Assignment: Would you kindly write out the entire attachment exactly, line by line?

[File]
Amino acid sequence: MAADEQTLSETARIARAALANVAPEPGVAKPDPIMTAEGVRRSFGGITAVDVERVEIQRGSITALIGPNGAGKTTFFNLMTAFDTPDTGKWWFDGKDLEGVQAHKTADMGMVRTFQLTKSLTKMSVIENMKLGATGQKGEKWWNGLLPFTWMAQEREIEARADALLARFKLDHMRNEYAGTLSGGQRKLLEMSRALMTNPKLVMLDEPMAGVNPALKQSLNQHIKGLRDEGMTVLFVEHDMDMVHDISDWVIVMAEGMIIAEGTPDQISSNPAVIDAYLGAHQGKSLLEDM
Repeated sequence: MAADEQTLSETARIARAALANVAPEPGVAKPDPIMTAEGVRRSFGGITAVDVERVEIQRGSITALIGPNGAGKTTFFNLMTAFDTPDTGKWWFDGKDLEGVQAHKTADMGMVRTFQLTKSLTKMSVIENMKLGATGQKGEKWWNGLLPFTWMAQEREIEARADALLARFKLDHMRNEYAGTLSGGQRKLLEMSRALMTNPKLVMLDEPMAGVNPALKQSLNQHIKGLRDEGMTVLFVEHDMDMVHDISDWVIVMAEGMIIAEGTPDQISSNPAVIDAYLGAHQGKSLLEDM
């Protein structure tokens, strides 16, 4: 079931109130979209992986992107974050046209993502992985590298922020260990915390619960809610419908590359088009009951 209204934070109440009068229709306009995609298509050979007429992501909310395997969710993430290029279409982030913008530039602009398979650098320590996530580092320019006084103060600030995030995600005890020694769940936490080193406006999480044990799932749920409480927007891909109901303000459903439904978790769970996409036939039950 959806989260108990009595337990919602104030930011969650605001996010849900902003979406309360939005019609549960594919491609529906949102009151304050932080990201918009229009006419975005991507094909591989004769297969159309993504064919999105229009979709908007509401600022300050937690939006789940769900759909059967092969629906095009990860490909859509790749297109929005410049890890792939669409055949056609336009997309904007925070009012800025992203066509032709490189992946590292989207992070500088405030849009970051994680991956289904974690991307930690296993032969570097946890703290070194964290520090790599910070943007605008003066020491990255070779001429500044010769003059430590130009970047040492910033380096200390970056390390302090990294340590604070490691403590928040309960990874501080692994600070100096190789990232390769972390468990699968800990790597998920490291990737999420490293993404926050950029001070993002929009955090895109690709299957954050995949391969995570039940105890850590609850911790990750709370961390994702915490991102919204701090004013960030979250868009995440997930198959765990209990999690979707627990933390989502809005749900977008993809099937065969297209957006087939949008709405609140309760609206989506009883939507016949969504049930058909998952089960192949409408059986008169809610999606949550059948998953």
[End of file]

Amino acid sequence: MAADEQTLSETARIARAALANVAPEPGVAKPDPIMTAEGVRRSFGGITAVDVERVEIQRGSITALIGPNGAGKTTFFNLMTAFDTPDTGKWWFDGKDLEGVQAHKTADMGMVRTFQLTKSLTKMSVIENMKLGATGQKGEKWWNGLLPFTWMAQEREIEARADALLARFKLDHMRNEYAGTLSGGQRKLLEMSRALMTNPKLVMLDEPMAGVNPALKQSLNQHIKGLRDEGMTVLFVEHDMDMVHDISDWVIVMAEGMIIAEGTPDQISSNPAVIDAYLGAHQGKSLLEDM
Repeated sequence: MAADEQTLSETARIARAALANVAPEPGVAKPDPIMTAEGVRRSFGGITAVDVERVEIQRGSITALIGPNGAGKTTFFNLMTAFDTPDTGKWWFDGKDLEGVQAHKTADMGMVRTFQLTKSLTKMSVIENMKLGATGQKGEKWWNGLLPFTWMAQEREIEARADALLARFKLDHMRNEYAGTLSGGQRKLLEMSRALMTNPKLVMLDEPMAGVNPALKQSLNQHIKGLRDEGMTVLFVEHDMDMVHDISDWVIVMAEGMIIAEGTPDQISSNPAVIDAYLGAHQGKSLLEDM
């Protein structure tokens, strides 16, 4: 079931109130979209992986992107974050046209993502992985590298922020260990915390619960809610419908590359088009009951 209204934070109440009068229709306009995609298509050979007429992501909310395997969710993430290029279409982030913008530039602009398979650098320590996530580092320019006084103060600030995030995600005890020694769940936490080193406006999480044990799932749920409480927007891909109901303000459903439904978790769970996409036939039950 959806989260108990009595337990919602104030930011969650605001996010849900902003979406309360939005019609549960594919491609529906949102009151304050932080990201918009229009006419975005991507094909591989004769297969159309993504064919999105229009979709908007509401600022300050937690939006789940769900759909059967092969629906095009990860490909859509790749297109929005410049890890792939669409055949056609336009997309904007925070009012800025992203066509032709490189992946590292989207992070500088405030849009970051994680991956289904974690991307930690296993032969570097946890703290070194964290520090790599910070943007605008003066020491990255070779001429500044010769003059430590130009970047040492910033380096200390970056390390302090990294340590604070490691403590928040309960990874501080692994600070100096190789990232390769972390468990699968800990790597998920490291990737999420490293993404926050950029001070993002929009955090895109690709299957954050995949391969995570039940105890850590609850911790990750709370961390994702915490991102919204701090004013960030979250868009995440997930198959765990209990999690979707627990933390989502809005749900977008993809099937065969297209957006087939949008709405609140309760609206989506009883939507016949969504049930058909998952089960192949409408059986008169809610999606949550059948998953």